For trainers, large flock delights
Operation Migration staffers are excited - and kept busy - by this year's bumper crop of whooping crane chicks.
By BARBARA BEHRENDT
Published June 12, 2006
CRYSTAL RIVER - A bumper crop of whooping crane chicks destined to make their maiden migration to Central Florida this year have been keeping their handlers especially busy this spring.
As of last week, 22 chicks have hatched and begun training for their ultralight-led migration at the Patuxent Wildlife Research Center in Maryland.
In a few weeks, the first batch of chicks will be flown to the Necedah National Wildlife Refuge in Wisconsin for final training for the fall migration.
Another eight to 10 hatchlings are expected to become "direct autumn release'' birds - chicks that are introduced to adult cranes and are expected to learn the migration path from those older birds.
This year's training has been more hectic than usual, partly because of the large number of chicks. Also, a winter storm damaged enclosures in Patuxent, setting the breeding season back a few weeks.
That meant that eggs laid in Maryland were laid later than usual. Eggs also come to Patuxent for hatching from locations further north, usually weeks later.
But this year they all came at about the same time.
Last year there was a 46-day gap between the youngest and oldest chicks, but this year there is just a 27-day gap.
And there is much to do in the early days of a rare whooping crane's life.
"They are in so many different stages,'' said Chris Danilko, office manager for Operation Migration. "It's like having a set of quadruplets just born and another set in the terrible twos."
Soon after hatching, the crane chicks begin their training. The sound of the ultralight has been a part of their world since they were in the egg. But teaching them to follow the mechanical flying machine means hours and hours of drilling and piles of tasty mealworms serving as bribes.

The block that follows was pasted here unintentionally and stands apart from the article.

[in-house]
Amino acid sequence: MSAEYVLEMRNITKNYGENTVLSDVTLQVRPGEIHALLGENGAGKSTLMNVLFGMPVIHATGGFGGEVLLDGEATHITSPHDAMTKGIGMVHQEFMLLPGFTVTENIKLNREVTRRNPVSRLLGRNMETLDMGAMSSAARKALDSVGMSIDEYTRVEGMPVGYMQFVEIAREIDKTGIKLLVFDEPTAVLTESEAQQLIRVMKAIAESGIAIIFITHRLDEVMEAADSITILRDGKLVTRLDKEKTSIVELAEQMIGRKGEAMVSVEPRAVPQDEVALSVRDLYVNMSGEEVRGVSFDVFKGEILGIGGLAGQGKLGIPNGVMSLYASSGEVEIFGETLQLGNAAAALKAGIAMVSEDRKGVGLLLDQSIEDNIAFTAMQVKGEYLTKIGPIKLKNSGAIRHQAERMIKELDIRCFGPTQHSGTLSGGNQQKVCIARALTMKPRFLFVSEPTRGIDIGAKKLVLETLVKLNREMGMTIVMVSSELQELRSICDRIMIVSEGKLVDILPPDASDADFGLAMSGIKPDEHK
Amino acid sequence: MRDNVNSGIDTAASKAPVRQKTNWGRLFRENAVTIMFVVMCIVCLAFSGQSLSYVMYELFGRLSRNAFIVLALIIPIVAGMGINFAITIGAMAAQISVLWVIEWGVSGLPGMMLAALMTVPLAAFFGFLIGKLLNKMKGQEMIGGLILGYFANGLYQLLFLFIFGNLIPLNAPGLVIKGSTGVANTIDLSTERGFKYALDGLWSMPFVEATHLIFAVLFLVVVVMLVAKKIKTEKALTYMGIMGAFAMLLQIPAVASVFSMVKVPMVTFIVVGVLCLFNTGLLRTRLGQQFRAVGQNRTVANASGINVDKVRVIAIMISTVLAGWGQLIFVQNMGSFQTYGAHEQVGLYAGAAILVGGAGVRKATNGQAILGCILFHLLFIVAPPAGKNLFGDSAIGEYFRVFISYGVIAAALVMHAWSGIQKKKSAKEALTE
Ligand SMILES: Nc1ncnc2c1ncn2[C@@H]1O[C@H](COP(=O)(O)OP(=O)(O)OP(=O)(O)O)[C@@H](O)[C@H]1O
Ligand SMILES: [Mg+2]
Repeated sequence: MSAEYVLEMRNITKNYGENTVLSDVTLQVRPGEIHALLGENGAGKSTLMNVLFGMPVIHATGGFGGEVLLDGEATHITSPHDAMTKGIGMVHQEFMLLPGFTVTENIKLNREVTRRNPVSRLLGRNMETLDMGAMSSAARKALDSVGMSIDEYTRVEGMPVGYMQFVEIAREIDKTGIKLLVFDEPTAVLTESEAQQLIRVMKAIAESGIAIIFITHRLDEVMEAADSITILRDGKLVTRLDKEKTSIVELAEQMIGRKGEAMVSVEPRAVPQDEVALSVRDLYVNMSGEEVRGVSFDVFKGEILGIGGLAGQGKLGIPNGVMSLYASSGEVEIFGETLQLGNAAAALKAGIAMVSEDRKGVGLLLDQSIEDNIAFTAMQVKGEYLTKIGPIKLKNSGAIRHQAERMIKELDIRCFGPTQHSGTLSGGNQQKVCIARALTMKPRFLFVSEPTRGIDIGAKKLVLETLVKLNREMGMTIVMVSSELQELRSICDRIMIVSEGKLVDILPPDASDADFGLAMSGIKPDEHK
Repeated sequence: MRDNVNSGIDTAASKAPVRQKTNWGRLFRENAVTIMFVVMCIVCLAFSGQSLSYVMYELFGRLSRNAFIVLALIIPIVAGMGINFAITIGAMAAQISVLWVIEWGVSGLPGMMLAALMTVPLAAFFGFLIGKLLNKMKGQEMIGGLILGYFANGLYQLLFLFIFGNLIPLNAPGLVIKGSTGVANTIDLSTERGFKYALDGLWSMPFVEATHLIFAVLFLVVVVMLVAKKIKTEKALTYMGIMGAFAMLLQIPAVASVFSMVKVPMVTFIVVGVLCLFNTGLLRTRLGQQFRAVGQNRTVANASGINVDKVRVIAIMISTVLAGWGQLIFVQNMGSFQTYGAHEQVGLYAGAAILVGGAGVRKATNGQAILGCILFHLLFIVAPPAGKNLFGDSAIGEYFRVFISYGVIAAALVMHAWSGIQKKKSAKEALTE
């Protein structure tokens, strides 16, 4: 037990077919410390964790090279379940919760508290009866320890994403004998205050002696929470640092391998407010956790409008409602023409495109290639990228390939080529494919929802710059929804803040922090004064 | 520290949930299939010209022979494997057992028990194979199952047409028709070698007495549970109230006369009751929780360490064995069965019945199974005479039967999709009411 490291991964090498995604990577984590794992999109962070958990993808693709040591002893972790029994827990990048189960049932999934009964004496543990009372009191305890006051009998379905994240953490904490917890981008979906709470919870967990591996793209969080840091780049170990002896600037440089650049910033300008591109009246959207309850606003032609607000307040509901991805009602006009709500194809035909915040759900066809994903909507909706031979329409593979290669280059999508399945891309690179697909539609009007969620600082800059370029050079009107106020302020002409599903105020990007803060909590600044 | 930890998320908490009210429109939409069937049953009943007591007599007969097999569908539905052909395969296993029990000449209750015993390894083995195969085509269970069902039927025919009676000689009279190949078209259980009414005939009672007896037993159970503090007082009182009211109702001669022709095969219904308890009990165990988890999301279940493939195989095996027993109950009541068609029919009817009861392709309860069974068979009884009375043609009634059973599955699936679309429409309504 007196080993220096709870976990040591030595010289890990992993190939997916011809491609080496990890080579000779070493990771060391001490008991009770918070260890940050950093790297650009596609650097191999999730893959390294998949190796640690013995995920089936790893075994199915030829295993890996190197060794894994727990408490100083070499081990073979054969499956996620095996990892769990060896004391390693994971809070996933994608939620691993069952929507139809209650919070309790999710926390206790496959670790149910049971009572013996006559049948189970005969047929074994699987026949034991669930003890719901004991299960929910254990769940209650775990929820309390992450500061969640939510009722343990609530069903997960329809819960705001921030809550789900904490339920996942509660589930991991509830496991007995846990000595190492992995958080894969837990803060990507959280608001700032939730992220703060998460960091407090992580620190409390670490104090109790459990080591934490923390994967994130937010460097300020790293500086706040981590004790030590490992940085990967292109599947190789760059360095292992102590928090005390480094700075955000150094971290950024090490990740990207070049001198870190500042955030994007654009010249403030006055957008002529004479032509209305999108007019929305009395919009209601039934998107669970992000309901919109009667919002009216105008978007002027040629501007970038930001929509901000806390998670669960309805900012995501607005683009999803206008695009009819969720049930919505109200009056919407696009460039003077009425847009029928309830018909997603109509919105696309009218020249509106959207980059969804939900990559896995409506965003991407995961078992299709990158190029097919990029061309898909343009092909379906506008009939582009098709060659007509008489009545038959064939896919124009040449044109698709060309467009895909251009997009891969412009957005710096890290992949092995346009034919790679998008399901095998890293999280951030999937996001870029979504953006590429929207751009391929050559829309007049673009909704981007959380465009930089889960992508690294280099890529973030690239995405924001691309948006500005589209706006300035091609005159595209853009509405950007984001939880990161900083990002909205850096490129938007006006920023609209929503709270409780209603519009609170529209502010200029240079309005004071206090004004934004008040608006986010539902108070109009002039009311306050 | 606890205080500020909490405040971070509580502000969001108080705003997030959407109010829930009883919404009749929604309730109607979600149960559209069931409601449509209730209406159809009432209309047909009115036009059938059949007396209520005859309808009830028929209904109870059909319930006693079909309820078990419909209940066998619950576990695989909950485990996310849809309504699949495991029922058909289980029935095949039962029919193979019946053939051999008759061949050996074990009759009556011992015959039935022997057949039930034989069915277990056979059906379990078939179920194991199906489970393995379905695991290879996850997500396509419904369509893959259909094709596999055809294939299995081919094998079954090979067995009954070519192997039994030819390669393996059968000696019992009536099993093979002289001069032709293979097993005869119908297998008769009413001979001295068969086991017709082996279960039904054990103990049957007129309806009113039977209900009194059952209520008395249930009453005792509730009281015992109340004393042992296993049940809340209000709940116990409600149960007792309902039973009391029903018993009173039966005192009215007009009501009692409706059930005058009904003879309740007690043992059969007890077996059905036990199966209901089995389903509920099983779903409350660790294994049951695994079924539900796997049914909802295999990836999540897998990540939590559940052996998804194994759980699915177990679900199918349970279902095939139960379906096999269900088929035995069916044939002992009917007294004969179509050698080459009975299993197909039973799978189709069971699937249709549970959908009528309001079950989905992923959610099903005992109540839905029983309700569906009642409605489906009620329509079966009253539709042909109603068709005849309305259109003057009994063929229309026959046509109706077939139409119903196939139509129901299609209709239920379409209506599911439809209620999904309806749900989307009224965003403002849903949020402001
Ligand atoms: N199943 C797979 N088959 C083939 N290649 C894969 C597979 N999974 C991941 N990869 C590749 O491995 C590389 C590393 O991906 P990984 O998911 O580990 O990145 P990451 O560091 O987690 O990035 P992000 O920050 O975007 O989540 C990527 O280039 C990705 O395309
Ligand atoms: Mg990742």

Before they fly, the chicks are crated and taken to the Necedah refuge for final training. The birds migrate back to the location they first see from the air.
Training also involves socializing the animals. Whooping cranes are solitary and do not stay in flocks like the more common sandhill cranes.
Some birds are more social than others, said Operation Migration pilot Joe Duff. He recalled a crane from several years ago that did not get along with one of the handlers. Duff had to step in a couple of times to separate the two.
Two of the chicks in this year's group hatched from eggs laid by birds from previous ultralight-led migrations.
Several pairs of cranes nested and laid eggs this year, but most abandoned the nests or left when predators arrived. All were lost except the two taken from the abandoned nest.
But one set of cranes nested again after losing its eggs, and Operation Migration officials are hopeful that, for the first time, the second generation of cranes can be born in the wild and learn the migration route from their parents.
"That would be the ultimate proof in the pudding," Duff said.
He said he is very hopeful for this year's migration since eggs for the so-called Class of 2006 came from several groups and should be more genetically diverse.
That diversity is especially important for the survival of any animal as rare as whooping cranes.
In the 1940s, only 15 of the rare cranes existed.
Now there are 470 birds, including those in captivity and in three separate wild flocks. Of those, 64 wild birds are part of the Wisconsin-to-Florida migratory flock trained behind ultralights over the past five years.
For Duff, this time of year is the time to focus on fundraising.
Annually, Operation Migration spends about $500,000 to make the migration happen. Add in the work of the other partners in the crane project, and the cost rises to about $1.2-million.
With such a small staff, big fundraisers aren't possible. This past year, Duff took a pay cut to help make ends meet. The organization's other two employees also donated back to Operation Migration.
Money is raised through the group's "Mile Maker" promotion, which lets people donate for a mile or a portion of a mile of the 1,250-mile migration.
Duff hopes that a corporate sponsor can be found.
In the beginning, he said, people scoffed at the idea of trying to reintroduce the rarest bird in the country by wearing crane costumes and cranking up their ultralight aircraft.
Now in its sixth year, the tiny organization has seen an 80 percent survival rate. The birds have proved they can make every milestone they need to make to recover from the brink of extinction.
"What could be more important than saving a creature that took 65-million years to evolve?" Duff said.
For more information, visit www.operationmigration.org.
Barbara Behrendt can be reached at 352 564-3621 or firstname.lastname@example.org.